year thinking it an 'easy grade.'" She added that district staff wonder if they
should purchase alternative texts for these students, who are now in traditional
Spanish classes, or form special sections just for them. Unfortunately, small
numbers of such students have so far made separate classes impossible in this
No matter how small the population of Spanish-speaking students, they need
not go without specialized instruction and materials that will build on their
existing language competencies while addressing their particular language needs,
developing their literacy skills, and fostering their bilingualism. Some newer
textbook series, such as Juntos by Prentice Hall School Group and Ven Conmigo!
by Holt, Rinehart and Winston, provide course textbooks that are written for use
by both Spanish and English speakers in mixed classes, while separate sets of
workbooks and ancillary materials are offered for the different groups. The
series Mundo 21 (Samaniego, Rojas, Ohara, & Alarcon, 2001) has "heritage
language components," which include a textbook edition for SNS--the Edicion
Alternativa--and ancillary materials such as an SNS workbook, Cuaderno de
Actividades Para Hispanohablantes.
GUIDELINES FOR SELECTING SNS MATERIALS
states, "The textbooks teachers have are the most significant resource for their
teaching and often the most significant limiting force they face as they seek to
accomplish their purposes"(p. 1). We propose the following guidelines for
1. Know your student population.
Teachers selecting materials must know the grade level and Spanish
proficiency levels of their students and the type of class in which the
materials will be used. Students in a given class may include Spanish speakers
only, English speakers only, or both Spanish speakers and English speakers. If
the class includes both, one should consider whether it is possible to work
effectively with both groups in the same class or whether they should be
2. Know the language proficiency levels of your students.
Students who speak Spanish can have various levels of proficiency in both
English and Spanish. Their skills in reading, writing, listening, and speaking
for each language must be assessed before instructional materials can be
selected. Teachers may use locally or individually developed assessments or
commercially available proficiency tests to determine students' proficiency
levels. Otheguy and Toro (2000) describe published tests for SNS students at the
elementary and high school levels. A challenge for SNS programs is the dearth of
assessment materials and the lack of a national proficiency scale for
benchmarking language competencies of SNS students. Therefore all materials,
even those designed specifically for SNS students, must be reviewed to see if
they match the student population to be taught.
3. Know about the technology available in your school and classrooms.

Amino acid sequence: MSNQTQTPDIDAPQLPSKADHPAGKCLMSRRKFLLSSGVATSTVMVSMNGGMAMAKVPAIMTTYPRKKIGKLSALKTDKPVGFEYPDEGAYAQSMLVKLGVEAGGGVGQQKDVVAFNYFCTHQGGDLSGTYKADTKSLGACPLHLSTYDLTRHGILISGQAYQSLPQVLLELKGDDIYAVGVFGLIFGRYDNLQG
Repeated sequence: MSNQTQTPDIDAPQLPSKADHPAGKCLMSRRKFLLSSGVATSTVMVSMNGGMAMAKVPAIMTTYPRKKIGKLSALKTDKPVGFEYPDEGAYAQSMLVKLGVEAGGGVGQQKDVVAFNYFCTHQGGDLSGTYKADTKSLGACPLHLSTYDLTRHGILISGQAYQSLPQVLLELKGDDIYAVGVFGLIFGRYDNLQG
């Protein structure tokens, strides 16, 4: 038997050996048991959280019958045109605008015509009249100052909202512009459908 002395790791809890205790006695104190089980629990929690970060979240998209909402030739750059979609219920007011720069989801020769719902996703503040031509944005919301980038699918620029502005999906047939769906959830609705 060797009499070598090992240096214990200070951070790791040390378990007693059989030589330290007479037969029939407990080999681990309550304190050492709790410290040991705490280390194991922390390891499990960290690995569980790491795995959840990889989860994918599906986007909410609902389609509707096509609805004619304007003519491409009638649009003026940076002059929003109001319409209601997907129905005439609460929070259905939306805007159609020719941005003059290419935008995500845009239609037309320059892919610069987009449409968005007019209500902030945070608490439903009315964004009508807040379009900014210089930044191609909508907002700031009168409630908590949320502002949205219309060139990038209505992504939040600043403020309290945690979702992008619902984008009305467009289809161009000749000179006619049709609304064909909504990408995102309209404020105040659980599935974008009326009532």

Many SNS instructional materials have multimedia packages in addition to
textbooks. Consider whether technology-based materials, such as computer
activities delivered via CD-ROM or the Web, DVD supplemental materials, cassette
tapes, CDs, or video components are appropriate for your situation. Knowing what
technical capabilities your school has will help to expand or limit your search.
4. Have clear goals and objectives in mind.
Teachers must consider the skills that students need to develop in light of
the goals of the students and other stakeholders such as parents and district
and state supervisors. Textbooks and materials for Spanish-speaking students may
concentrate on oral language or on literacy skills. Some focus on grammar
review, while others focus on critical thinking, phonetics, acquisition of
standard Spanish varieties, or Spanish fluency.
5. Read published reviews of the materials.
Several journals have published reviews of SNS materials. "The Modern
Language Journal" has printed reviews of "EntreMundos: An Integrated Approach
for the Native Speaker" (Gynan, 1998) and "La Lengua que Heredamos, Spanish for
Bilinguals" (Faingold, 1998). "Hispania" has published reviews of "Nuevos
Destinos: Espanol Para Hispanohablantes" (Jelinski, 2001), (4th ed.) (Lepeley,
1999), "Tu Mundo: Primer Curso Para Hispanohablantes" and "Nuestro Mundo:
Segundo Curso Para Hispanohablantes" (Pardinas-Barnes, 1998).
The expansion of the SNS field has seen
simultaneous growth in the number of textbooks and materials designed for SNS
instruction. Textbook demand has created a market for materials that can be used
in separate classes or in mixed classes when separate instruction is not
possible. Selection of textbooks for SNS classes or classes with mixed groups is
a complicated process. Teachers and district supervisors must carefully and
critically evaluate SNS materials before adopting them to ensure that they fit
the proficiency levels and needs of their students and the goals of instruction.
Finally, teachers who use SNS materials should consider submitting reviews of
them to professional journals to aid other teachers in their own SNS textbook